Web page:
Legislators in North Dakota opposing the proposed carbon pipeline project by Summit Carbon Solutions have announced measures to push back against it.
Namely, Representatives Rick Becker and Jeff Magrum are drawing up new legislation that will prevent Summit from exercising eminent domain to get easements for the carbon pipeline in North Dakota.
The new rules are set to be introduced in January 2023, when the session begins, and are intended to protect landowners from financial ruin in the event that they take on a legal battle against the company.
And while many of the landowners, whose property is on route of the carbon pipelines, are not necessarily opposed to carbon capture and, in some cases, even recognize its benefits, their concerns have to do with the violation of their constitutionally protected private property rights.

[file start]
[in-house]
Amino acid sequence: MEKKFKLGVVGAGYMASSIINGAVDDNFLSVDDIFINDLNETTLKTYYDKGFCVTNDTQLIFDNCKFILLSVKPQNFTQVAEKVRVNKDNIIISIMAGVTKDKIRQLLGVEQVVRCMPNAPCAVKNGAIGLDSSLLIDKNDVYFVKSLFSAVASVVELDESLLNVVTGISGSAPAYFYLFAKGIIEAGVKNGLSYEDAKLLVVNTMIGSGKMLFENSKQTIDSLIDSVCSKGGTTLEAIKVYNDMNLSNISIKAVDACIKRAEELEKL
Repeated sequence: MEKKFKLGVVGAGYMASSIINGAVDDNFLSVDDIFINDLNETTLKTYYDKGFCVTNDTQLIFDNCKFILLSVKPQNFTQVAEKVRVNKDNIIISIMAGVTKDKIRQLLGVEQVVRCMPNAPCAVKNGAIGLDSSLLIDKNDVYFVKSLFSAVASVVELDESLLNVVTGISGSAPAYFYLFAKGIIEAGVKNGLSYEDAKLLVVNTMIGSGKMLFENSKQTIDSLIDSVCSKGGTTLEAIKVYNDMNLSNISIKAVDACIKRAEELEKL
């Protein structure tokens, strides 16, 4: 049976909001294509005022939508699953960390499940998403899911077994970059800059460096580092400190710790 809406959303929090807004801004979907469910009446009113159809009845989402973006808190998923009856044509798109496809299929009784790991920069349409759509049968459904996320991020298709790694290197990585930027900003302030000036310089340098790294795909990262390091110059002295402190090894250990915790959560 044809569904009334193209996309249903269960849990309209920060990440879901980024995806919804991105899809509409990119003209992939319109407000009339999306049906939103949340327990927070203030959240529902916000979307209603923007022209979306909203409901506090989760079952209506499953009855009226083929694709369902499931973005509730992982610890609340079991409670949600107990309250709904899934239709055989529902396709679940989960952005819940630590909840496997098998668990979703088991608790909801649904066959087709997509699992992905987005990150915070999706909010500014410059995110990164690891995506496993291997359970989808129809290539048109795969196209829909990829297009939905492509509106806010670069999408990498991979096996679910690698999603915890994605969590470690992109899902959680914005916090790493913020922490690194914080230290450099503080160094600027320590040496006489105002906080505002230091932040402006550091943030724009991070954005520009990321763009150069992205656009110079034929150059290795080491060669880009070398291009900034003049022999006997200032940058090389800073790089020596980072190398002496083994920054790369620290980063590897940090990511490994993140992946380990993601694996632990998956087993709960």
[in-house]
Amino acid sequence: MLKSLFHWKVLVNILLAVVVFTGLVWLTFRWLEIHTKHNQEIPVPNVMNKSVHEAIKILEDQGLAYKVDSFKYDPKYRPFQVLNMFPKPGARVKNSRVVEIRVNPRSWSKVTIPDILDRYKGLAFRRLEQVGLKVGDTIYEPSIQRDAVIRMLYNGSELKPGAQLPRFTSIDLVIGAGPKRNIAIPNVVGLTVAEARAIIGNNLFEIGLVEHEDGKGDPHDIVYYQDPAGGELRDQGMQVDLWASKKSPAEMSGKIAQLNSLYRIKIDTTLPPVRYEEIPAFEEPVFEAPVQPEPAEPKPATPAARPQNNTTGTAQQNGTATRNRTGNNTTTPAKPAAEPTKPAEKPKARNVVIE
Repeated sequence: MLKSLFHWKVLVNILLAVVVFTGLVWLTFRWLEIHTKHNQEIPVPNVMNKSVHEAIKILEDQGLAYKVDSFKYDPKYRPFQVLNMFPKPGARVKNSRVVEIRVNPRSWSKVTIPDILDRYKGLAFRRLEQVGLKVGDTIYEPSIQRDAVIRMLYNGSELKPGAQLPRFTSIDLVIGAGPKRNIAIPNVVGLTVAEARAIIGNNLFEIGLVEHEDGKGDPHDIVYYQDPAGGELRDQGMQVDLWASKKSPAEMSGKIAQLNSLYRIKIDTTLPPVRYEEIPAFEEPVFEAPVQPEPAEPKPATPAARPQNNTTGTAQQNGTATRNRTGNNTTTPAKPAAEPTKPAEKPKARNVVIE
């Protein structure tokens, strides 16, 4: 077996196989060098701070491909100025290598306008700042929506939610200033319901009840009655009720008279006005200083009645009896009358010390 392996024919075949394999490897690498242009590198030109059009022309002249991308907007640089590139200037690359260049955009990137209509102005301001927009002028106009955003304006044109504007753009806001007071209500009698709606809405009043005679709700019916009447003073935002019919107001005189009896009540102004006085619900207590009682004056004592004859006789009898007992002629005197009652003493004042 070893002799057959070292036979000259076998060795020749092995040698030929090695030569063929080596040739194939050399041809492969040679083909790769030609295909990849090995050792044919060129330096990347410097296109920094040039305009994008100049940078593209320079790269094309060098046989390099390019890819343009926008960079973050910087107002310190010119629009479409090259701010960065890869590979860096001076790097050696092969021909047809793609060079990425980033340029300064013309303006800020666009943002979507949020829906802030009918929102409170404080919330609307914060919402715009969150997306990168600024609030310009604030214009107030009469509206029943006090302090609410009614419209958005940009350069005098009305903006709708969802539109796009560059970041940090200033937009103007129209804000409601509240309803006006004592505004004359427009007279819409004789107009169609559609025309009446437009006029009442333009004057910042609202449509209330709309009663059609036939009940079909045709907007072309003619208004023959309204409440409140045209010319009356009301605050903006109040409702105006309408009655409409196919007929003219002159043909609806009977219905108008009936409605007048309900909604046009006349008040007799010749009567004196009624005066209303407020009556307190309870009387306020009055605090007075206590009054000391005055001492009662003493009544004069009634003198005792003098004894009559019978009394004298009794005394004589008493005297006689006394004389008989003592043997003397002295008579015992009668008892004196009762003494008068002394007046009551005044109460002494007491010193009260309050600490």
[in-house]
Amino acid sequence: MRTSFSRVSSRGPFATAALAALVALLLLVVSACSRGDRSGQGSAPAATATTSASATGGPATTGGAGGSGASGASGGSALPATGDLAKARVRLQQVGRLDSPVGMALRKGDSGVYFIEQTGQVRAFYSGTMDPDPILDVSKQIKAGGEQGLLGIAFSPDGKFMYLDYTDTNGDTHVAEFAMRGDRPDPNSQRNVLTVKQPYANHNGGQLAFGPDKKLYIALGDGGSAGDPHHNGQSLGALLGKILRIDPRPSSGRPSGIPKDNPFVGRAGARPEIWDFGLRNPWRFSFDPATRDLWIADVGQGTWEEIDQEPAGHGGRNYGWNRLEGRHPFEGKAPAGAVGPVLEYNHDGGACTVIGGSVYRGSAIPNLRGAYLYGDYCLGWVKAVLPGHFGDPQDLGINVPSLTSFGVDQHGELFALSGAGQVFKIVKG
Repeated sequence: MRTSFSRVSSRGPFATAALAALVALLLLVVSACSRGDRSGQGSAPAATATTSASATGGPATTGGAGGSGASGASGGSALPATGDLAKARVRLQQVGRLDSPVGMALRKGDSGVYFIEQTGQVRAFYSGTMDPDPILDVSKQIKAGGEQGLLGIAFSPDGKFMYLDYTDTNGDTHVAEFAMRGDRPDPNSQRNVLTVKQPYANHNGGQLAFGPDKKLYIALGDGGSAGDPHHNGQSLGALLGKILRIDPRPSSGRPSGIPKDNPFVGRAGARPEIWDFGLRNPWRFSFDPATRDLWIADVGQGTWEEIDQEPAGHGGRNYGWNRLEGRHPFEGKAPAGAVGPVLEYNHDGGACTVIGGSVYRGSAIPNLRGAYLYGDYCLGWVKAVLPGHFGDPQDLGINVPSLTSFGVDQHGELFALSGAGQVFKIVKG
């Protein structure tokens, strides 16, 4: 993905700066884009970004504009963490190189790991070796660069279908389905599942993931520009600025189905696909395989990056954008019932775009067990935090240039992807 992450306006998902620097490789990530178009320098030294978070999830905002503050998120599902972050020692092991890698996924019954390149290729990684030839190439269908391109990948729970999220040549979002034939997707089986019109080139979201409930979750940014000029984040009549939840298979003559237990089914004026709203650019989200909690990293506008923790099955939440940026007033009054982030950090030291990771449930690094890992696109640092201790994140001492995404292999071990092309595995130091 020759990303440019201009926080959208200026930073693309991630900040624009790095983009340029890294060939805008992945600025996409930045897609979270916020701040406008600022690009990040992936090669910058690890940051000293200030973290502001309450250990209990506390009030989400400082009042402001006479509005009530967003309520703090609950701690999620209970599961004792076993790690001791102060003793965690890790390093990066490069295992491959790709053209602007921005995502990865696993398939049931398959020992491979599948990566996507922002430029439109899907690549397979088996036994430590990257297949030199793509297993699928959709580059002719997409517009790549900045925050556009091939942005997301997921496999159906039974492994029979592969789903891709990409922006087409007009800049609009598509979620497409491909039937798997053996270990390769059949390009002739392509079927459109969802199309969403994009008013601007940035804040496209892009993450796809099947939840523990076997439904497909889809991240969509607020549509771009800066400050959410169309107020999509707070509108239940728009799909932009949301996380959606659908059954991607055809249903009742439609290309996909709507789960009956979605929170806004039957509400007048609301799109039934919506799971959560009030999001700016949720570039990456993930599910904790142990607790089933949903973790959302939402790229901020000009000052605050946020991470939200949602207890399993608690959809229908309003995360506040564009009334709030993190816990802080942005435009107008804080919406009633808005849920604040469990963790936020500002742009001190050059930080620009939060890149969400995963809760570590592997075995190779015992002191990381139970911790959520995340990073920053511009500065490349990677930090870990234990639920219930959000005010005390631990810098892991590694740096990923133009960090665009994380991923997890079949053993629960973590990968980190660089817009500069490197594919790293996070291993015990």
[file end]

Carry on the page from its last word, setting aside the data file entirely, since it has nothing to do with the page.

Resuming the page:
The massive-scale carbon capture project envisions a 2,000-mile pipeline, spanning five states, that will transport captured CO2 emissions from ethanol plants to permanent storage sites.
And just a few weeks ago, Summit Carbon Solutions, the company in charge of the project, took legal action against some landowners in North and South Dakota who refused to allow survey crews onto their properties.
Senator John Hoeven, who is a known supporter of carbon capture, stated he had already met with leadership at Summit to emphasize that the company must respect private property rights and refrain from resorting to eminent domain.